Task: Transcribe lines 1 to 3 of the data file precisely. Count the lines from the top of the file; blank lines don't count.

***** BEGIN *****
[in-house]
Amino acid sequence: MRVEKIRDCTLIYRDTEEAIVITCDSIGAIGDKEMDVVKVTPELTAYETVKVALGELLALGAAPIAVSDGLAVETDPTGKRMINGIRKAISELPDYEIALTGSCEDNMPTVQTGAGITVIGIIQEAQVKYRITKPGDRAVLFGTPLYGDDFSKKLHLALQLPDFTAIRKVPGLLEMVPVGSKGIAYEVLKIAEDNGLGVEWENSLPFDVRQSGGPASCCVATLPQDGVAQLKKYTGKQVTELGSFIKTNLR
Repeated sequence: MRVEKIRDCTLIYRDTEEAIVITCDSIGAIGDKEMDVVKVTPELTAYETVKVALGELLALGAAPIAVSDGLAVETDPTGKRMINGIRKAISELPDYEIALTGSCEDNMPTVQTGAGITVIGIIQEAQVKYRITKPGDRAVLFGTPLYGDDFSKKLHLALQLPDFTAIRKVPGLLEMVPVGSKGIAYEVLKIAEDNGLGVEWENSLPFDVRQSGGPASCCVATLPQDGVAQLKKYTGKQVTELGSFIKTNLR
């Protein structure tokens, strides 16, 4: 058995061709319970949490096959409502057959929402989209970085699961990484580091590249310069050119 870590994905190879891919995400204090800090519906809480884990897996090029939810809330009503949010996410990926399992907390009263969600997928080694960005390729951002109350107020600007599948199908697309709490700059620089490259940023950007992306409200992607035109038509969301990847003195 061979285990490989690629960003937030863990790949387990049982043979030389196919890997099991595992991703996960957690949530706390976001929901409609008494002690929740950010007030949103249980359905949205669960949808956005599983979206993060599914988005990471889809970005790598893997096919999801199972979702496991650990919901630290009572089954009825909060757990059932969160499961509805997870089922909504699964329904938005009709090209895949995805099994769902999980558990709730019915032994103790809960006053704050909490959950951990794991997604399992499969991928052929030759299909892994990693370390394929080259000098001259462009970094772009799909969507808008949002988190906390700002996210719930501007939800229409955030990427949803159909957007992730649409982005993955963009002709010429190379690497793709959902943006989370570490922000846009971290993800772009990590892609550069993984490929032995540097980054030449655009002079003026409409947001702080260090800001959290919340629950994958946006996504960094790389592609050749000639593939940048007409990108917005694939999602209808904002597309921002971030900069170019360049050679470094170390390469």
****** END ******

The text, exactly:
[in-house]
Amino acid sequence: MRVEKIRDCTLIYRDTEEAIVITCDSIGAIGDKEMDVVKVTPELTAYETVKVALGELLALGAAPIAVSDGLAVETDPTGKRMINGIRKAISELPDYEIALTGSCEDNMPTVQTGAGITVIGIIQEAQVKYRITKPGDRAVLFGTPLYGDDFSKKLHLALQLPDFTAIRKVPGLLEMVPVGSKGIAYEVLKIAEDNGLGVEWENSLPFDVRQSGGPASCCVATLPQDGVAQLKKYTGKQVTELGSFIKTNLR
Repeated sequence: MRVEKIRDCTLIYRDTEEAIVITCDSIGAIGDKEMDVVKVTPELTAYETVKVALGELLALGAAPIAVSDGLAVETDPTGKRMINGIRKAISELPDYEIALTGSCEDNMPTVQTGAGITVIGIIQEAQVKYRITKPGDRAVLFGTPLYGDDFSKKLHLALQLPDFTAIRKVPGLLEMVPVGSKGIAYEVLKIAEDNGLGVEWENSLPFDVRQSGGPASCCVATLPQDGVAQLKKYTGKQVTELGSFIKTNLR